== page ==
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June 28, 2016 Fiction

All Of These Scenes Are Harshly Lit

Michael Schuck

All Of These Scenes Are Harshly Lit photo

Mom kept her running trophies on the corner table in the kitchen. “How’d you get those?” “I used to like running away from my peers.” Five years later and Sophie learned what peers meant, remembered the answer and laughed. Ten years later and Sophie learned which event Mom ran. Mom was dead now. At the funeral Mom’s old friends talked to Sophie for a long time. “The 400. For a while. Then anchor on the relay team. School records in both of those. Such long legs.” Sophie told them the story about asking Mom in the kitchen what the trophies were for and what Mom said. The big old ladies laughed. 

Mom used to homeschool Sophie. The day after the funeral was June 6th. Sophie would go to public school in September. She woke up early and dressed in old sweatpants and one of the baggy shirts Mom used to wear when she was painting a part of the house. Sophie went out behind the house and ran. She ran three miles into the woods back there not knowing it was three miles. How good it was to be out doing this with the birds sitting around in the trees and making indifferent bird noise. When was the last time she ran? At all? As a real kid in bare feet in grass at her grandparents’ house. All four of the grandparents lived together on the closest thing that could be called a real mountain. They were still alive and would not die. 

Sophie got really sweaty and stayed like that laying out in the sun behind the house when she came back from running. The 8AM sunlight pushed the sweat into her skin and it was tarry when she felt it with her narrow fingers.

She did her research on track and field, wanting to try out when she got to school. The only tape measure in the garage was 25 ft. The math didn’t take long to work out. Sophie used the tape measure and sticks to measure and mark out the ghost of a ¼ mile track. It was a decent open space she was using that had not many trees and that piled up mud from the hills around pretty good after it rained, especially in spring or fall when the grass was not as strong. That made it real, to have something to run around, and in a spot where people didn’t come. She would go there to be alone and then remember to run or go there to run and enjoy the being alone by accident. It was where she felt ok about being in only a sports bra and small cotton shorts. And in the quiet one day in July she stood in the wind and even took those off to better be a part of that moment.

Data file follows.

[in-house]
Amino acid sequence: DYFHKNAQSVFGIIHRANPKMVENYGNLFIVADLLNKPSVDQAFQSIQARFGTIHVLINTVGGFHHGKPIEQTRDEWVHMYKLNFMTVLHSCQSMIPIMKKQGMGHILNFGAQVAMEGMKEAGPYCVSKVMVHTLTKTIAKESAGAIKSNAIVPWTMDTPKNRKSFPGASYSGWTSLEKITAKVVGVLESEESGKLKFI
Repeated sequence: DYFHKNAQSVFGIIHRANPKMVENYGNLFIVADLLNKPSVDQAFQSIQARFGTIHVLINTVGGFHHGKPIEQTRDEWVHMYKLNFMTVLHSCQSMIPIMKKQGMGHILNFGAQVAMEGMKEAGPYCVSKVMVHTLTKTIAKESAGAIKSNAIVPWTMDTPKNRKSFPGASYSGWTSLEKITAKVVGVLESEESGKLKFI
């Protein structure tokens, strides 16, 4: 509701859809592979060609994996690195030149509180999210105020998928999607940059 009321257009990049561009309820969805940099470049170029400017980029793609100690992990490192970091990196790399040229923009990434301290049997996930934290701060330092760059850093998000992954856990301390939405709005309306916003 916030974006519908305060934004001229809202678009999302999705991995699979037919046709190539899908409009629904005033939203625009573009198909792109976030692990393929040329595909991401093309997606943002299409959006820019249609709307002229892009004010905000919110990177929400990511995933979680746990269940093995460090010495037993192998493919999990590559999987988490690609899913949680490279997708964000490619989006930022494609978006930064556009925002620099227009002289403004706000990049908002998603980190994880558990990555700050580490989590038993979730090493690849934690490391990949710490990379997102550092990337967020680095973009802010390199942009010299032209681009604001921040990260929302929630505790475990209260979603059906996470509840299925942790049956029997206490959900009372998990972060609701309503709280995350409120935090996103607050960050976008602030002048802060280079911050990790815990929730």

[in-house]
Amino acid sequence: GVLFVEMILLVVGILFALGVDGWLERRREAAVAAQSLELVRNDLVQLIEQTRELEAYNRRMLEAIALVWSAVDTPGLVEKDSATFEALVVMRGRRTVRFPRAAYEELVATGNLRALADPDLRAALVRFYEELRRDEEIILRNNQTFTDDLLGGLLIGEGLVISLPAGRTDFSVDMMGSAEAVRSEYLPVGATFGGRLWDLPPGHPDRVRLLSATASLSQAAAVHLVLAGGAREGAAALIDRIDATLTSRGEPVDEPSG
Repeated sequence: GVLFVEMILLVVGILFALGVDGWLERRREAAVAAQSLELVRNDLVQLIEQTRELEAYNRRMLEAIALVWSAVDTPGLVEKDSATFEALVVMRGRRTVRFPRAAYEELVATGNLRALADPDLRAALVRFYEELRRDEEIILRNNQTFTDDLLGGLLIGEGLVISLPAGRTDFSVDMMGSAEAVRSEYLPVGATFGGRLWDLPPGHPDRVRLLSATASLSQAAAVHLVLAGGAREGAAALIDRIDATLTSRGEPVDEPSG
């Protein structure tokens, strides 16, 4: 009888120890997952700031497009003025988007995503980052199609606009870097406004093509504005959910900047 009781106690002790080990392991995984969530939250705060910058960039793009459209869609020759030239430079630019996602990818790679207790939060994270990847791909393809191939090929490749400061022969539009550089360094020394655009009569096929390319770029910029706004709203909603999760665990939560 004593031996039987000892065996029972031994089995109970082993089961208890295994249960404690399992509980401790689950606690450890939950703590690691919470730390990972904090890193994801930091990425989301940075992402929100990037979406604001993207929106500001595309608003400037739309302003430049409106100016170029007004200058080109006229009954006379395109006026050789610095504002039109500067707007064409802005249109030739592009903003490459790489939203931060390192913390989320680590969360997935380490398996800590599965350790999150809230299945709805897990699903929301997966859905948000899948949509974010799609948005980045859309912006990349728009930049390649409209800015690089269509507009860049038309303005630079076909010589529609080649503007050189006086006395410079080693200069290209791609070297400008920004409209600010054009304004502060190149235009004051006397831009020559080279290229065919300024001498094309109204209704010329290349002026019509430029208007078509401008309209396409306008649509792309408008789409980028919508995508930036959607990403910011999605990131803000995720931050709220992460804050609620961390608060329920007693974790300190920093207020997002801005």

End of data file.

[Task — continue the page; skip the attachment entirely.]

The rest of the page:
Her youngness made it easy to improve and now she was a runner. Legs getting tighter and arms learning how to move while she ran without instruction. Massaged her legs before bed and took hot showers and left the water running after she got out and sat on the toilet to be in the steam. Used her anxiety as fuel. Worked longer, harder and threw up in the grass sometimes, but that was fine because it feels good to be finished throwing up. 

Not too many kids just getting into high school know who they are. But Sophie knew that she wanted to do this and there was a chance she was really good. Obviously no way to tell out in the field whether she was setting records or had good form, but it was hereditary, at least a bit. And she’d worked so hard. There was potential to be well-known for this. Even just around the school would be ok. The running made her newness acceptable and pulled the color out of her worries.